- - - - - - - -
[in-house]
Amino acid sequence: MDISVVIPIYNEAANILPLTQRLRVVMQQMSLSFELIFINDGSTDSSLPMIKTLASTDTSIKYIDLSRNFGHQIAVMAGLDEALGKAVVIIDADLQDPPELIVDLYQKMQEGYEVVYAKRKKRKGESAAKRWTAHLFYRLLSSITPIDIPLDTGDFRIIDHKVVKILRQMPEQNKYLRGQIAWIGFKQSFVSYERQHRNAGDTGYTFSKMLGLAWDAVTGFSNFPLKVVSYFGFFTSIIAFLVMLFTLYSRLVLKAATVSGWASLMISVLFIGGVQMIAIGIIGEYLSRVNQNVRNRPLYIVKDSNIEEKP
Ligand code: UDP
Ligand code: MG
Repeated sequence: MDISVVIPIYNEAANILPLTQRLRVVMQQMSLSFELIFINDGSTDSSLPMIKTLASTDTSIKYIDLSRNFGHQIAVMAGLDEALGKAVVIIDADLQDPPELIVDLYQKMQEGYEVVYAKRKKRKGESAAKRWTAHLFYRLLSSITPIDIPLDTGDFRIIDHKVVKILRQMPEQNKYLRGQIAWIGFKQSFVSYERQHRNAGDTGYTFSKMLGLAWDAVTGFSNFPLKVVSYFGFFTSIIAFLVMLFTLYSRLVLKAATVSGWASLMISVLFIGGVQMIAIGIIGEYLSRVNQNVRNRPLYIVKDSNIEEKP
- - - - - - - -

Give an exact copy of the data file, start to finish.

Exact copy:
[in-house]
Amino acid sequence: MDISVVIPIYNEAANILPLTQRLRVVMQQMSLSFELIFINDGSTDSSLPMIKTLASTDTSIKYIDLSRNFGHQIAVMAGLDEALGKAVVIIDADLQDPPELIVDLYQKMQEGYEVVYAKRKKRKGESAAKRWTAHLFYRLLSSITPIDIPLDTGDFRIIDHKVVKILRQMPEQNKYLRGQIAWIGFKQSFVSYERQHRNAGDTGYTFSKMLGLAWDAVTGFSNFPLKVVSYFGFFTSIIAFLVMLFTLYSRLVLKAATVSGWASLMISVLFIGGVQMIAIGIIGEYLSRVNQNVRNRPLYIVKDSNIEEKP
Ligand code: UDP
Ligand code: MG
Repeated sequence: MDISVVIPIYNEAANILPLTQRLRVVMQQMSLSFELIFINDGSTDSSLPMIKTLASTDTSIKYIDLSRNFGHQIAVMAGLDEALGKAVVIIDADLQDPPELIVDLYQKMQEGYEVVYAKRKKRKGESAAKRWTAHLFYRLLSSITPIDIPLDTGDFRIIDHKVVKILRQMPEQNKYLRGQIAWIGFKQSFVSYERQHRNAGDTGYTFSKMLGLAWDAVTGFSNFPLKVVSYFGFFTSIIAFLVMLFTLYSRLVLKAATVSGWASLMISVLFIGGVQMIAIGIIGEYLSRVNQNVRNRPLYIVKDSNIEEKP